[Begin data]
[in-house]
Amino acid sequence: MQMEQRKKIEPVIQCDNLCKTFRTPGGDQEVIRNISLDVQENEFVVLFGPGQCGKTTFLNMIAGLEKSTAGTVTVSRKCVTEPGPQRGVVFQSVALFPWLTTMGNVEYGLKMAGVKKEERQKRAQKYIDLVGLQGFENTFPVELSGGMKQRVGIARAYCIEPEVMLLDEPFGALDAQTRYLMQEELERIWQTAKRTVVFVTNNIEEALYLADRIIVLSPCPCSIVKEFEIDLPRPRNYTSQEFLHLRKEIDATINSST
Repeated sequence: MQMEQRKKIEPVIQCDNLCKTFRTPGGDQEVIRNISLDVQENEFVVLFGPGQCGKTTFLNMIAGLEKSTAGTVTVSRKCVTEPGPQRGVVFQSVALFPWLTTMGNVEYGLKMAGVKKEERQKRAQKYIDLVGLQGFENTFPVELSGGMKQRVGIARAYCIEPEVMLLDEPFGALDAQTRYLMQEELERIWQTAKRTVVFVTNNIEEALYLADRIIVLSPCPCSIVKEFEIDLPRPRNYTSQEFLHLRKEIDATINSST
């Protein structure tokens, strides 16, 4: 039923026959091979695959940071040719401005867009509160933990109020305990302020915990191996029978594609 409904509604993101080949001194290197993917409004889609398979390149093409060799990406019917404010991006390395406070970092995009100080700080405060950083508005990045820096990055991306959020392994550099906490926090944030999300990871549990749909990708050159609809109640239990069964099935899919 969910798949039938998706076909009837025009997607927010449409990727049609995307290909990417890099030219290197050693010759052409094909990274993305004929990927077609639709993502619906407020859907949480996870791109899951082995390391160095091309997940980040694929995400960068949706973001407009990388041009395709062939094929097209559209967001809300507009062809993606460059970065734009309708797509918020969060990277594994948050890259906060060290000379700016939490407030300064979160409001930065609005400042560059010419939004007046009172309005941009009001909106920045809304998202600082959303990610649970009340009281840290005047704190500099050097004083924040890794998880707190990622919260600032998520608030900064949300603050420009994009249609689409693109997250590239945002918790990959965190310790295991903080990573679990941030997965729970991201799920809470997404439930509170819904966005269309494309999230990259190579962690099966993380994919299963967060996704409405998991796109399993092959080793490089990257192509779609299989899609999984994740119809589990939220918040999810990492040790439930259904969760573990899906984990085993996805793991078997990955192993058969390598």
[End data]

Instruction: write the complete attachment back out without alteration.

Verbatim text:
[in-house]
Amino acid sequence: MQMEQRKKIEPVIQCDNLCKTFRTPGGDQEVIRNISLDVQENEFVVLFGPGQCGKTTFLNMIAGLEKSTAGTVTVSRKCVTEPGPQRGVVFQSVALFPWLTTMGNVEYGLKMAGVKKEERQKRAQKYIDLVGLQGFENTFPVELSGGMKQRVGIARAYCIEPEVMLLDEPFGALDAQTRYLMQEELERIWQTAKRTVVFVTNNIEEALYLADRIIVLSPCPCSIVKEFEIDLPRPRNYTSQEFLHLRKEIDATINSST
Repeated sequence: MQMEQRKKIEPVIQCDNLCKTFRTPGGDQEVIRNISLDVQENEFVVLFGPGQCGKTTFLNMIAGLEKSTAGTVTVSRKCVTEPGPQRGVVFQSVALFPWLTTMGNVEYGLKMAGVKKEERQKRAQKYIDLVGLQGFENTFPVELSGGMKQRVGIARAYCIEPEVMLLDEPFGALDAQTRYLMQEELERIWQTAKRTVVFVTNNIEEALYLADRIIVLSPCPCSIVKEFEIDLPRPRNYTSQEFLHLRKEIDATINSST
């Protein structure tokens, strides 16, 4: 039923026959091979695959940071040719401005867009509160933990109020305990302020915990191996029978594609 409904509604993101080949001194290197993917409004889609398979390149093409060799990406019917404010991006390395406070970092995009100080700080405060950083508005990045820096990055991306959020392994550099906490926090944030999300990871549990749909990708050159609809109640239990069964099935899919 969910798949039938998706076909009837025009997607927010449409990727049609995307290909990417890099030219290197050693010759052409094909990274993305004929990927077609639709993502619906407020859907949480996870791109899951082995390391160095091309997940980040694929995400960068949706973001407009990388041009395709062939094929097209559209967001809300507009062809993606460059970065734009309708797509918020969060990277594994948050890259906060060290000379700016939490407030300064979160409001930065609005400042560059010419939004007046009172309005941009009001909106920045809304998202600082959303990610649970009340009281840290005047704190500099050097004083924040890794998880707190990622919260600032998520608030900064949300603050420009994009249609689409693109997250590239945002918790990959965190310790295991903080990573679990941030997965729970991201799920809470997404439930509170819904966005269309494309999230990259190579962690099966993380994919299963967060996704409405998991796109399993092959080793490089990257192509779609299989899609999984994740119809589990939220918040999810990492040790439930259904969760573990899906984990085993996805793991078997990955192993058969390598």